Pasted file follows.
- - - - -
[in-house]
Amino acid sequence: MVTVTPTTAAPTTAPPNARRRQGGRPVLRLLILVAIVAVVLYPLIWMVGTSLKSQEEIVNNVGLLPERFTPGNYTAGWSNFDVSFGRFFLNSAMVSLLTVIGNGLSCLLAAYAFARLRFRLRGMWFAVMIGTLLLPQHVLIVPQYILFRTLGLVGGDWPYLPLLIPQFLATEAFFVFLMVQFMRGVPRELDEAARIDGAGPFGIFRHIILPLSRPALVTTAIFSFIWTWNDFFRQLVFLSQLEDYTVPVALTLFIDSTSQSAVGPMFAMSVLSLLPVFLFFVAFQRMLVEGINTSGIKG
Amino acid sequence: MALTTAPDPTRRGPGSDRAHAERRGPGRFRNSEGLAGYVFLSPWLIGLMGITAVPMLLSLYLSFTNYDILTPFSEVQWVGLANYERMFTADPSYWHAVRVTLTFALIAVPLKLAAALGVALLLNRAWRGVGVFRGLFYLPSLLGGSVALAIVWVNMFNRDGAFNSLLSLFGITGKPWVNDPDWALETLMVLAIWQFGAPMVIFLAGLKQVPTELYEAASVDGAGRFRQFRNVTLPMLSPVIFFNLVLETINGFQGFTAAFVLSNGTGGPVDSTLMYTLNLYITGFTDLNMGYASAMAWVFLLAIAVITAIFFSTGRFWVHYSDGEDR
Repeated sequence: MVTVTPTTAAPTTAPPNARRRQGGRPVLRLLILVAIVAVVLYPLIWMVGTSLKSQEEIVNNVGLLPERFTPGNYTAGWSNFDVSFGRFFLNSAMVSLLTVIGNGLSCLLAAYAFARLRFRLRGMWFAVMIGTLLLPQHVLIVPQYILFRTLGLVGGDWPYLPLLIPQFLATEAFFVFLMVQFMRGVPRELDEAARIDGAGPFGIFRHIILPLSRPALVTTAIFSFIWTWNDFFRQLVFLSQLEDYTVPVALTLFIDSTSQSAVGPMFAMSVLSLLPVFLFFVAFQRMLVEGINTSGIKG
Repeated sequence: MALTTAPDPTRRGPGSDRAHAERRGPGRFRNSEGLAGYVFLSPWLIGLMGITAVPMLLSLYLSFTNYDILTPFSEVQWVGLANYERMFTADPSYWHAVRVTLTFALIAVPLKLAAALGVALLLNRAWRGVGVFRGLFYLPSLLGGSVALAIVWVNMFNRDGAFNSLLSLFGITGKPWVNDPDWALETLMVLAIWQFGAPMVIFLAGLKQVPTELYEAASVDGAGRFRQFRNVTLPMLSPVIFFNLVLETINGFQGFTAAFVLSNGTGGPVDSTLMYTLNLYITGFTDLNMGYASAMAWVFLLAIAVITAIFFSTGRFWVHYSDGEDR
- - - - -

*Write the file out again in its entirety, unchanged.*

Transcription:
[in-house]
Amino acid sequence: MVTVTPTTAAPTTAPPNARRRQGGRPVLRLLILVAIVAVVLYPLIWMVGTSLKSQEEIVNNVGLLPERFTPGNYTAGWSNFDVSFGRFFLNSAMVSLLTVIGNGLSCLLAAYAFARLRFRLRGMWFAVMIGTLLLPQHVLIVPQYILFRTLGLVGGDWPYLPLLIPQFLATEAFFVFLMVQFMRGVPRELDEAARIDGAGPFGIFRHIILPLSRPALVTTAIFSFIWTWNDFFRQLVFLSQLEDYTVPVALTLFIDSTSQSAVGPMFAMSVLSLLPVFLFFVAFQRMLVEGINTSGIKG
Amino acid sequence: MALTTAPDPTRRGPGSDRAHAERRGPGRFRNSEGLAGYVFLSPWLIGLMGITAVPMLLSLYLSFTNYDILTPFSEVQWVGLANYERMFTADPSYWHAVRVTLTFALIAVPLKLAAALGVALLLNRAWRGVGVFRGLFYLPSLLGGSVALAIVWVNMFNRDGAFNSLLSLFGITGKPWVNDPDWALETLMVLAIWQFGAPMVIFLAGLKQVPTELYEAASVDGAGRFRQFRNVTLPMLSPVIFFNLVLETINGFQGFTAAFVLSNGTGGPVDSTLMYTLNLYITGFTDLNMGYASAMAWVFLLAIAVITAIFFSTGRFWVHYSDGEDR
Repeated sequence: MVTVTPTTAAPTTAPPNARRRQGGRPVLRLLILVAIVAVVLYPLIWMVGTSLKSQEEIVNNVGLLPERFTPGNYTAGWSNFDVSFGRFFLNSAMVSLLTVIGNGLSCLLAAYAFARLRFRLRGMWFAVMIGTLLLPQHVLIVPQYILFRTLGLVGGDWPYLPLLIPQFLATEAFFVFLMVQFMRGVPRELDEAARIDGAGPFGIFRHIILPLSRPALVTTAIFSFIWTWNDFFRQLVFLSQLEDYTVPVALTLFIDSTSQSAVGPMFAMSVLSLLPVFLFFVAFQRMLVEGINTSGIKG
Repeated sequence: MALTTAPDPTRRGPGSDRAHAERRGPGRFRNSEGLAGYVFLSPWLIGLMGITAVPMLLSLYLSFTNYDILTPFSEVQWVGLANYERMFTADPSYWHAVRVTLTFALIAVPLKLAAALGVALLLNRAWRGVGVFRGLFYLPSLLGGSVALAIVWVNMFNRDGAFNSLLSLFGITGKPWVNDPDWALETLMVLAIWQFGAPMVIFLAGLKQVPTELYEAASVDGAGRFRQFRNVTLPMLSPVIFFNLVLETINGFQGFTAAFVLSNGTGGPVDSTLMYTLNLYITGFTDLNMGYASAMAWVFLLAIAVITAIFFSTGRFWVHYSDGEDR